I’m at Vindolanda starting the second week of a two week period of volunteering – taking part in the ongoing archaeological excavations at this wonderful site near Hadrian’s Wall in Northumberland. This is my fifth year of doing this and coming back each time feels in a way like coming home. (A strange feeling to have for an area of Britain that endured almost four centuries of Roman occupation.)
But there is something about this landscape that calls to me. Spending two weeks of the year scraping away layers of earth and stone is an incredibly satisfying experience.
Most of the rest of the year my time is taken up with digging into the lives of the characters in my stories. Frustrating and rewarding in equal parts – much like during the excavation period when I have a personal drought in the finds department while the person next to me uncovers an amazing artefact. (I keep hoping to find an abandoned cavalry sword, but that seems unlikely to happen in the next week.)
On June 1st my eighth novel, Calling Home, is released by Affinity Rainbow Publications. When I started writing the story I only had a vague idea of how it would end – and when I was floundering about in the mushy middle, there were times when I wondered if I would ever actually get there. But as with any excavation, digging through layers eventually yields results. Each of the main characters discover things about themselves that have lain hidden for many years.
Setting the story on an island in the middle of a lake gives it the feel, I think, of a ‘cosy’ mystery. All the characters are there for a reason which is eventually revealed. There’s even a bit of police work involved but I don’t think I’ll be closing in on Agatha Christie territory just yet.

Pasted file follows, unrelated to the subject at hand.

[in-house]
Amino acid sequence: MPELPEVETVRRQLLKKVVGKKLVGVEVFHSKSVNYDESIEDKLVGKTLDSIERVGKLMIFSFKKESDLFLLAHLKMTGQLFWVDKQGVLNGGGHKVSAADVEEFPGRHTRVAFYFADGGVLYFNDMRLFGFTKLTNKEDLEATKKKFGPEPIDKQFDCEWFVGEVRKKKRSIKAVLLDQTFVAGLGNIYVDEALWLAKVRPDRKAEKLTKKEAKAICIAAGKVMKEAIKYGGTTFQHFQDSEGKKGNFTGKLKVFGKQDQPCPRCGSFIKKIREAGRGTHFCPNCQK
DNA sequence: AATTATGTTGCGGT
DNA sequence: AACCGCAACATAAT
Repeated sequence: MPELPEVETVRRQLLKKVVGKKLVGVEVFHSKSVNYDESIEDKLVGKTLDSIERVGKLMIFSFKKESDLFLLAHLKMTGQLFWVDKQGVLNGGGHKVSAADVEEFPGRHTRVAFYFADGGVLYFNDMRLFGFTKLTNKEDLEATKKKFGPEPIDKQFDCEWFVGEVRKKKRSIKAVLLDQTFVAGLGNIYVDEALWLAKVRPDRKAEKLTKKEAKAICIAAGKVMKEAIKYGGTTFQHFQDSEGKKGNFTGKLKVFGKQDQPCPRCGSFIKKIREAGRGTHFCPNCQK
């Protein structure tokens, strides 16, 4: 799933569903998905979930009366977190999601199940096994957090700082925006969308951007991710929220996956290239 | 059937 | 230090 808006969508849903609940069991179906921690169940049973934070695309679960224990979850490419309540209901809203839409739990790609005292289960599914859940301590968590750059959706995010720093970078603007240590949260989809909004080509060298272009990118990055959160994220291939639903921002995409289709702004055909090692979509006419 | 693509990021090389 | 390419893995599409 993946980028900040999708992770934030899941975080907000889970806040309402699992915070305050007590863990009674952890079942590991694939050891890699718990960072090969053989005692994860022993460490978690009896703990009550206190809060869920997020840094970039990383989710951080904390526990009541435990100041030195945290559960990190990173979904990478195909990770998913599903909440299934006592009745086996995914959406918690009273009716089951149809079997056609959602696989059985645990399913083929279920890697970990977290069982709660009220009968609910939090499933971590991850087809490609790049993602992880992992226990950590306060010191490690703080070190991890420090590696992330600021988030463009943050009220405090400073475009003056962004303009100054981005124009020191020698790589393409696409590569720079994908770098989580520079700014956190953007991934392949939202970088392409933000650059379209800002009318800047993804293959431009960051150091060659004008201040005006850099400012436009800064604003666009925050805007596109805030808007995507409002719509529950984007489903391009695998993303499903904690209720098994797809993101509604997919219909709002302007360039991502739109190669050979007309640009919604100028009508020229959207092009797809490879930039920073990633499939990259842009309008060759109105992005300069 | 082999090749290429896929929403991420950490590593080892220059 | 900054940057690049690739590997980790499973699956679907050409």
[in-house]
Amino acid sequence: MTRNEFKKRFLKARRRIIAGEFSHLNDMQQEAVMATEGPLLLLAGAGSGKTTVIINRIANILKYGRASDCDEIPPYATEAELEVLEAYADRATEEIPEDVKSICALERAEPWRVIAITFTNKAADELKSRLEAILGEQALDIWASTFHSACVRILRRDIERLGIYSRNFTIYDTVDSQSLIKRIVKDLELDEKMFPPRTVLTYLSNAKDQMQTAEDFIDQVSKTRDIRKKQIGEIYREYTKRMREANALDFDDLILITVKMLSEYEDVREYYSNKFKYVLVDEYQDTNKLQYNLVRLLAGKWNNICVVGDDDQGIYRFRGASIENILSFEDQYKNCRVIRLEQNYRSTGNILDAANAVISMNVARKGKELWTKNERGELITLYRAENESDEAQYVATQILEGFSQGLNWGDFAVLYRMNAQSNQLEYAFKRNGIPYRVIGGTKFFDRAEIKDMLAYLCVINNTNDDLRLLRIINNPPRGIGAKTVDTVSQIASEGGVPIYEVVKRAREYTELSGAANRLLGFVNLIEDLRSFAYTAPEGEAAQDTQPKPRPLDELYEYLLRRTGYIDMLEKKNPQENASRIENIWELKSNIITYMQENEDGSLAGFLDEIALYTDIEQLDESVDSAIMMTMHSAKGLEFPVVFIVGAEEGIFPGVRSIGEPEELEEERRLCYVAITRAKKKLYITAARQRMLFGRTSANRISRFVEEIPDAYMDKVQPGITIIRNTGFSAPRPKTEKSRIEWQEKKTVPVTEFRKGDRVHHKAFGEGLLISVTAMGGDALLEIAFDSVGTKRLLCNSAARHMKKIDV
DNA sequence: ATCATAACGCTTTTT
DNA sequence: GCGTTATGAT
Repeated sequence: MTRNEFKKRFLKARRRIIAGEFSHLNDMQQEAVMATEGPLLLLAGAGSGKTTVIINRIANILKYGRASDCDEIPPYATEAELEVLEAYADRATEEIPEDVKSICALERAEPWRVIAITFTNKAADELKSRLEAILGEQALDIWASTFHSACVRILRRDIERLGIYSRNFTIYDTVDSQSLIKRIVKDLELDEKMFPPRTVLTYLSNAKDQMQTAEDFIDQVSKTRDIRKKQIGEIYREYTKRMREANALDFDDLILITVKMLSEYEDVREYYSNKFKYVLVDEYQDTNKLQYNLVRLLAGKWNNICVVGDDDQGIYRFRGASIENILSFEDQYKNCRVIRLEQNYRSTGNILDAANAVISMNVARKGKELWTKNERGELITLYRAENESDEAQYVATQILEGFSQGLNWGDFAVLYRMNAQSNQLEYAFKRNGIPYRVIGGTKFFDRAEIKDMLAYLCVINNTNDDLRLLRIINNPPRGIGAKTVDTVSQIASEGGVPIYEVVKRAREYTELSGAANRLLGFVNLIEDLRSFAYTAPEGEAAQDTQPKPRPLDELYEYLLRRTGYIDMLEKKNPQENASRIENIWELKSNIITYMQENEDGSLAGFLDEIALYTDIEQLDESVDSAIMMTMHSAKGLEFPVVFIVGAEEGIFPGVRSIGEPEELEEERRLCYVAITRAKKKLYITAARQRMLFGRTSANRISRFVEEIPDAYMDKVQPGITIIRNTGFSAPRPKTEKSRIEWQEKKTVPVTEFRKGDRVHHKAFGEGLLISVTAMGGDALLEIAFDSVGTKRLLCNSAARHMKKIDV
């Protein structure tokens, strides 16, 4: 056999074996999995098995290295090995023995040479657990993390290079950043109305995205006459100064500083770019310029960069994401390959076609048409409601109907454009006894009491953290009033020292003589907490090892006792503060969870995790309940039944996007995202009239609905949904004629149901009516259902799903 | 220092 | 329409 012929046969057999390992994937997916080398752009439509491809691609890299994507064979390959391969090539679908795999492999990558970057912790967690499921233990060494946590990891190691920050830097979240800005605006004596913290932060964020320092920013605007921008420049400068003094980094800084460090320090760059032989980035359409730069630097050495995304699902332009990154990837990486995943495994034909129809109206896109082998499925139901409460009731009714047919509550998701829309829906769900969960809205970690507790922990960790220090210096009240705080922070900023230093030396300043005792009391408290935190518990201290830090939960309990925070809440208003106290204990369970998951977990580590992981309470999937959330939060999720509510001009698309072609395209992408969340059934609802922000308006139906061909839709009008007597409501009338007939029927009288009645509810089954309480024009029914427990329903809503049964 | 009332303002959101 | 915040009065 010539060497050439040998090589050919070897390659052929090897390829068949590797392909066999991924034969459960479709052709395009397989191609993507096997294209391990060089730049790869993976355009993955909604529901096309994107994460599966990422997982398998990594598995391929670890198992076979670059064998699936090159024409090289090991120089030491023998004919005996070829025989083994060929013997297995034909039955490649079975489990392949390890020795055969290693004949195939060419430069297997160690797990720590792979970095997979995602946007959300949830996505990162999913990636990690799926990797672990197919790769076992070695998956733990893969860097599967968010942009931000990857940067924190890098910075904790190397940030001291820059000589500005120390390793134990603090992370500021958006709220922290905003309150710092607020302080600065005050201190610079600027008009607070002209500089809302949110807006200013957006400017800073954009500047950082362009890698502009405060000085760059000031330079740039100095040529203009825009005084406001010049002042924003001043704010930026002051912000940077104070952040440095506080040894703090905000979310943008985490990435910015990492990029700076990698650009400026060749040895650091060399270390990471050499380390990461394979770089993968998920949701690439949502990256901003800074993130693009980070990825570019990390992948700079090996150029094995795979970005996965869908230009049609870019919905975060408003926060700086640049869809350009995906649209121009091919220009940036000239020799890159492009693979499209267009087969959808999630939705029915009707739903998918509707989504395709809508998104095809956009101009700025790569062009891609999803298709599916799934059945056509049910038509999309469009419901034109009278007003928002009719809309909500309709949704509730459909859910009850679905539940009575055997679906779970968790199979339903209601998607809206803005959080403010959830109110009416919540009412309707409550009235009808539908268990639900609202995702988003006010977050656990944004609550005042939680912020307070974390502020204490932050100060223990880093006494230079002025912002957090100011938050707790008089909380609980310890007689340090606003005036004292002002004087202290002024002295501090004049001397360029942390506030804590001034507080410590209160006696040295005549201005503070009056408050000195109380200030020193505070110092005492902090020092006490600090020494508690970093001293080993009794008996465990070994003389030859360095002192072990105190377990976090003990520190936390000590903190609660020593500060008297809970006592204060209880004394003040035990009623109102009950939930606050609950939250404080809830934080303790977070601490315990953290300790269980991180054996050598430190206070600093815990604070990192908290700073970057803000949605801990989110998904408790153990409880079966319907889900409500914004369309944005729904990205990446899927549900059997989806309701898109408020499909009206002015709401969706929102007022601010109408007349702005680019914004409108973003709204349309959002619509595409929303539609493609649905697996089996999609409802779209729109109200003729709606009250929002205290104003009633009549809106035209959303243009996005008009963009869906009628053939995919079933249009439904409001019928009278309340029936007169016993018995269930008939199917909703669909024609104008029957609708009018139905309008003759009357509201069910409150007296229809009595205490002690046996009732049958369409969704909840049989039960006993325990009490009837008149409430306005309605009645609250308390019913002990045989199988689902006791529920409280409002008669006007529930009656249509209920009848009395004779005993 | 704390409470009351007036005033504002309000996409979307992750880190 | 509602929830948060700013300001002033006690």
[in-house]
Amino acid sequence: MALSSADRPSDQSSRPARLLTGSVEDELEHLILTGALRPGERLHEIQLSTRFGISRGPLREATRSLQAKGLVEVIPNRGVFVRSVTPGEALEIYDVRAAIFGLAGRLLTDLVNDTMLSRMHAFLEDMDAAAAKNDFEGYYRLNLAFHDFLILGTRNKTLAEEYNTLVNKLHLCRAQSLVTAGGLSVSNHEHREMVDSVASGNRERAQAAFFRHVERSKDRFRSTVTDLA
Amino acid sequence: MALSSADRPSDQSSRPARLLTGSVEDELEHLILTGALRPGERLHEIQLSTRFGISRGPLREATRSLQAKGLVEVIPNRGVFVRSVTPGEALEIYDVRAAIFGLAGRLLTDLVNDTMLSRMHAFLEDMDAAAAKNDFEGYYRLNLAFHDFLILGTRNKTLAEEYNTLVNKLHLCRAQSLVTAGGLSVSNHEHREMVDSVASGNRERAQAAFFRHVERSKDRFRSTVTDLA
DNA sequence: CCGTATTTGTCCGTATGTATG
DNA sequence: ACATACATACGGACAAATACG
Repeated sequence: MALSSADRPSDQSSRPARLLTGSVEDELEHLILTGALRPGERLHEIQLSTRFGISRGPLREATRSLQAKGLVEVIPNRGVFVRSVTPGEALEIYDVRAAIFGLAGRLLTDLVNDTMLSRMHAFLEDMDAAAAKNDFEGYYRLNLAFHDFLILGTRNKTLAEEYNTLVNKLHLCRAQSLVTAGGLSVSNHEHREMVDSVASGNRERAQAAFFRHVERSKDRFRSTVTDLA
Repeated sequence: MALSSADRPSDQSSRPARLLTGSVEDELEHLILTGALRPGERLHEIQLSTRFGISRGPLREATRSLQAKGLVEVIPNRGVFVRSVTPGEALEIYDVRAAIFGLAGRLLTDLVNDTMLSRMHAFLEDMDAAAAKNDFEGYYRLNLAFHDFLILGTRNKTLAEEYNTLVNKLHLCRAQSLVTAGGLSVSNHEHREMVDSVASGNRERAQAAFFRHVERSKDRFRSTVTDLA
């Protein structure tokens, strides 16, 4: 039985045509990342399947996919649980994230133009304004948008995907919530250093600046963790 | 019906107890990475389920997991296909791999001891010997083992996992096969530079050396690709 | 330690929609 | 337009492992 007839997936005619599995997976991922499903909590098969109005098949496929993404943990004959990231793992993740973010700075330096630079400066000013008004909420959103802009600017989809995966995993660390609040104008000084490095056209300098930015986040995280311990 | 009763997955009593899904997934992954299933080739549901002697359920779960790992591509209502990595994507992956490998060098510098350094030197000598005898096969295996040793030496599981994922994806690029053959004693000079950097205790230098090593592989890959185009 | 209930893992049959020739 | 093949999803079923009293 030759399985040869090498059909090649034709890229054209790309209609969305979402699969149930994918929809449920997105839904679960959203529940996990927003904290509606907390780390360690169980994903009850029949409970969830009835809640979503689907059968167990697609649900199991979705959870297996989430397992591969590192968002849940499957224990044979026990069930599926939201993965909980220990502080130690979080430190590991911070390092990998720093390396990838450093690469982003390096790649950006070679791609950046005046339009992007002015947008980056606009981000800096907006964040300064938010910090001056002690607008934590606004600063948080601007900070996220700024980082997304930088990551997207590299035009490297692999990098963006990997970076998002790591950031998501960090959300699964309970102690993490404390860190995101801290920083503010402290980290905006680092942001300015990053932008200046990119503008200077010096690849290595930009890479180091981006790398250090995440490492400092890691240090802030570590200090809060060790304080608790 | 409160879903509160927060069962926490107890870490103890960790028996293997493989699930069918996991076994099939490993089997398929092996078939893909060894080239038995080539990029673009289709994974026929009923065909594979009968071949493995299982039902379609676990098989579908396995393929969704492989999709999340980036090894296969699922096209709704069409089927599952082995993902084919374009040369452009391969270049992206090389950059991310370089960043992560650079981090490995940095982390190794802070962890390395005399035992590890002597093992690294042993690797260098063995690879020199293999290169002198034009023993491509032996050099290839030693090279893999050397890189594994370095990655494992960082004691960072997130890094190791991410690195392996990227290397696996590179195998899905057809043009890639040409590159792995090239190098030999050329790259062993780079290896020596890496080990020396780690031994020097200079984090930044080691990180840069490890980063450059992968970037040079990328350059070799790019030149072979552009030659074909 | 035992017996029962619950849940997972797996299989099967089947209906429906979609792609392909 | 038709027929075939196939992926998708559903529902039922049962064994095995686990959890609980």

And, with it being a romance, there is a good chance that one or two characters might fall in love.
Excerpt from Calling Home:
With lunch out of the way and most of her dinner prep done, Berry removed her apron and hung it up behind the door before venturing out into the sunshine. Three days of sun in a row. She was all for global warming if it was an improvement to the climate of the British Isles.
Galen was just disappearing around the corner of the house, wearing a backpack and carrying her longbow case. Berry followed at a discreet distance. She had heard Galen telling Sarah that the archery range was set up and she would be trying it out that afternoon.
She let Galen get ahead of her, slowing her steps. Berry knew another way to get to the clearing so that the other woman wouldn’t hear her approach. The route took her close to the lake and then looped back through the woods again. As she reached the edge of the open space, she heard the muffled sound of an arrow hitting the straw target boss.
Leaning against a tree just out of Galen’s line of sight, she watched her nock another arrow onto the bowstring. In one fluid motion, Galen lifted the bow and drew the string back to her face. When she let the string go, the arrow flew straight, landing on the outer edge of the gold. Without removing her gaze from the target, Galen nocked another arrow and raised the bow again. This time the arrow found the centre. With a grunt of satisfaction, she set the bow down and walked forward.
Berry moved out of her hiding place and waited for Galen to return after collecting the arrows. She didn’t seem surprised to see her and Berry wondered if she had known she was there all along. Suddenly ashamed of her stalkerish behaviour, Berry could feel her cheeks reddening.
Galen just smiled and said, “Do you want to have a go?”
“I don’t think I’m strong enough.”
If you’re feeling strong enough, the first chapter is available here.
And I hope I’m strong enough to cope with the next week of digging. The weather looks set fair so we’ll keep at it and see what secrets can be revealed.
The Starling Hill Trilogy: